HearTomorrow seeks to educate and promote awareness of the damage to our hearing caused by continued exposure to loud sounds. HearTomorrow acknowledges the unique pleasures that sound gives us, but also the need for individuals to take personal responsibility to care for what is one of our least understood senses. We want to encourage everyone to continue to enjoy sound in all its beauty and diversity – but without forgetting safety.
We live in an increasingly noisy world. We are constantly bombarded by sounds we both like and dislike. But any sound, liked or disliked, is potentially damaging if it is loud enough. Worse, we often try to drown out "noise" with sounds we like. That is a classic recipe for hearing loss.
Most industrial workplaces are under the scrutiny of government organizations, which stipulate safe noise levels for workers. Management and employees are educated about the hazards of noisy environments and instructed in effective methods of hearing protection.
Less attention is given to sound levels in entertainment or recreation, and noise hazards certainly exist outside the workplace. Concerts, dance clubs, sporting events, and many forms of outdoor recreation pose a threat to our hearing. Some government regulations exist, but it is up to the individual to at least be aware of the potential hazard and make an informed decision about exposure to such sound levels.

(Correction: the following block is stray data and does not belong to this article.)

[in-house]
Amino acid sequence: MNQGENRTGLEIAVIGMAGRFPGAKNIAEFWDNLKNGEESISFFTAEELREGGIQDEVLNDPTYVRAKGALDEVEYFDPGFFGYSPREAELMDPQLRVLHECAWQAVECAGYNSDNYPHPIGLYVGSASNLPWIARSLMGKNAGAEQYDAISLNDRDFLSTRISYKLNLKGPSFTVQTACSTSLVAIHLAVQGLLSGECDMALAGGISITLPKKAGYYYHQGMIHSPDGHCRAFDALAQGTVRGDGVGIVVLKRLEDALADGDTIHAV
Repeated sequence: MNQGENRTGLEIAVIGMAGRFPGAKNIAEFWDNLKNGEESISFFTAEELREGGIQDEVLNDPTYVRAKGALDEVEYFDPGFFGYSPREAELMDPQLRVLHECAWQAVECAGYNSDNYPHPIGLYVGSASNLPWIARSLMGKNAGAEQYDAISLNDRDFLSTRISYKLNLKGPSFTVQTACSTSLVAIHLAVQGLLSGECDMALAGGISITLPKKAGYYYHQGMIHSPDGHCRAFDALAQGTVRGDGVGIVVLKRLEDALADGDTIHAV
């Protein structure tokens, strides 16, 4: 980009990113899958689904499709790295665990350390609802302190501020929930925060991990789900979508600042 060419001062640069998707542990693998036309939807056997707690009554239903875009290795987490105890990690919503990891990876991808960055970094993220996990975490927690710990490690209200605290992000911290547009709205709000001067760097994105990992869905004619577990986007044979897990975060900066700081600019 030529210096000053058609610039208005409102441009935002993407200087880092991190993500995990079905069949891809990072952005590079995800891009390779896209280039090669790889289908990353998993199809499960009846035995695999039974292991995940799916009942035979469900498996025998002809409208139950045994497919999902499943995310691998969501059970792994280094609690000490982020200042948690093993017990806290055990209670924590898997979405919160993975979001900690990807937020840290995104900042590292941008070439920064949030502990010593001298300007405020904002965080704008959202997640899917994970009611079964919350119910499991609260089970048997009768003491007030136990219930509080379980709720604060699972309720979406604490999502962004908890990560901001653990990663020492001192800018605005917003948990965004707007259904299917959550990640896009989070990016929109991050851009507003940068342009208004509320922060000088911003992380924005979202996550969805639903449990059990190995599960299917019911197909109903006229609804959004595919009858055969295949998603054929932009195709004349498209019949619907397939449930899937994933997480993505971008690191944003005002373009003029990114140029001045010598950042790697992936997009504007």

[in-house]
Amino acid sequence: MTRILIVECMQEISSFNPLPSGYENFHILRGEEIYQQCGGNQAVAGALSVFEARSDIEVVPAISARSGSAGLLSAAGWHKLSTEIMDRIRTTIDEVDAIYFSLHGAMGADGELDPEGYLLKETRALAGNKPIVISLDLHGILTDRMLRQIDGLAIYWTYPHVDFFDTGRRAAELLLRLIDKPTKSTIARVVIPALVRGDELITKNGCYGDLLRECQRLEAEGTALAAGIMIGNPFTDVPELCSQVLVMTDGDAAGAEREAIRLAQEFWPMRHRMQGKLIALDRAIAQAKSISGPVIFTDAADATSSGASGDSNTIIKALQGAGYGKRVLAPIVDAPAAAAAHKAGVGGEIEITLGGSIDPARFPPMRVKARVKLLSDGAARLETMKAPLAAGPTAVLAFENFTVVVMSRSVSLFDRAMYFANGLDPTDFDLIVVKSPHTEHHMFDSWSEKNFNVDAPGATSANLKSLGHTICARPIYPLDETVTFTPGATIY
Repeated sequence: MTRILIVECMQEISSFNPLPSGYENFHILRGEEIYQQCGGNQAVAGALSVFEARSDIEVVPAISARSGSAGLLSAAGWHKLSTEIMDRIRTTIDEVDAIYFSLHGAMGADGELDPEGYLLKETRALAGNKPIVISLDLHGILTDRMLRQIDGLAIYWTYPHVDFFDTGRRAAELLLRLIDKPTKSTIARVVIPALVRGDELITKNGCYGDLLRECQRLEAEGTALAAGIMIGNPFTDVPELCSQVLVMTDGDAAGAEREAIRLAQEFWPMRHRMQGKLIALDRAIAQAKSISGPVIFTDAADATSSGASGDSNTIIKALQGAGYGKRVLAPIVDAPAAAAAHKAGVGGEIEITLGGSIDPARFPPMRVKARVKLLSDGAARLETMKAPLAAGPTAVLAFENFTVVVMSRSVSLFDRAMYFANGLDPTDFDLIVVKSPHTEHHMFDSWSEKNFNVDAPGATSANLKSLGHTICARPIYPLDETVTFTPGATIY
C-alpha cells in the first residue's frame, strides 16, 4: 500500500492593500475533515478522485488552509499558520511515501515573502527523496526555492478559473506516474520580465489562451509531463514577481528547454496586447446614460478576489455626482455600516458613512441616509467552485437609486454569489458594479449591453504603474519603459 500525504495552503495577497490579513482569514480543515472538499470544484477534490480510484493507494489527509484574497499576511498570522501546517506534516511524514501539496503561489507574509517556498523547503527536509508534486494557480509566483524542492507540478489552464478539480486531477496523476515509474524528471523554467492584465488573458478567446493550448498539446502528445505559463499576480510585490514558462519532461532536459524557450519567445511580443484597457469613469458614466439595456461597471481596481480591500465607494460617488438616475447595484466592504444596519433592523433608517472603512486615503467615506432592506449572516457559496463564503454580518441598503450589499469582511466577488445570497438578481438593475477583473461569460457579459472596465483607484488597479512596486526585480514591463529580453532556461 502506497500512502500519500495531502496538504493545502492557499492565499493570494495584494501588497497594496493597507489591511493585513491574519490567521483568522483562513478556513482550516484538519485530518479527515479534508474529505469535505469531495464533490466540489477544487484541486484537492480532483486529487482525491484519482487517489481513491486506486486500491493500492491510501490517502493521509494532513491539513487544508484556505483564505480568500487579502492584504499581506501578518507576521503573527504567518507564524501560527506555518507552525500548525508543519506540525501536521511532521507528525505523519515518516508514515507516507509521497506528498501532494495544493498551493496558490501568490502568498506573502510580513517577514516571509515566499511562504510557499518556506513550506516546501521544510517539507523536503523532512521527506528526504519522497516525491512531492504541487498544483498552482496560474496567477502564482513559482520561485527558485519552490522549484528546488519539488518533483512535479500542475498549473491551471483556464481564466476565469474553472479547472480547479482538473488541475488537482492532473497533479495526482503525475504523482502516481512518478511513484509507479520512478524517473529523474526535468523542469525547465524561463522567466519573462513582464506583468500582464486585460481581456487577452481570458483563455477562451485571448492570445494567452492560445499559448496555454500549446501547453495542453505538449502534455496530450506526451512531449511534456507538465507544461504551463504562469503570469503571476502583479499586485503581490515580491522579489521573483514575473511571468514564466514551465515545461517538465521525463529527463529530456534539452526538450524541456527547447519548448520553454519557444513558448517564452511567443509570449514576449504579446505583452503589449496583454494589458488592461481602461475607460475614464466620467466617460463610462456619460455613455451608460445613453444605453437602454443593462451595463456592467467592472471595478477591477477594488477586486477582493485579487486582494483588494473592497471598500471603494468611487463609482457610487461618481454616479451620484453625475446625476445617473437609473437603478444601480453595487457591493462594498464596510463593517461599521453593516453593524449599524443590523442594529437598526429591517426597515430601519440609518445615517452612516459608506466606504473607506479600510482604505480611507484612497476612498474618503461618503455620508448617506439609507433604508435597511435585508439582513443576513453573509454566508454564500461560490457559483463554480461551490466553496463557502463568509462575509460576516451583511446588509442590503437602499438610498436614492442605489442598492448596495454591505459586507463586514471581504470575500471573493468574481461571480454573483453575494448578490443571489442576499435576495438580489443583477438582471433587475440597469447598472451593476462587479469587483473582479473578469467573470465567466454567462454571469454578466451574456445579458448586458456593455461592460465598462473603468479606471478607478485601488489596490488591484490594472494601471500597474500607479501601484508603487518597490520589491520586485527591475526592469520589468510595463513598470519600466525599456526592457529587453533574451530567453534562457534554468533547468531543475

The Swiss National Sound Archives, in close collaboration with the initiator prof. Benj Kanters at Columbia College Chicago, taking into account what has already been achieved in our country, is promoting this initiative in Switzerland. It includes in its educational program some mini-courses and lectures tailored to any audience, from primary school pupils to university students, from the curious or just interested person to the sound specialists.
And so this initiative has the goal of better learning, better listening, and better sound.
The Swiss National Sound Archives is part of the Swiss National Library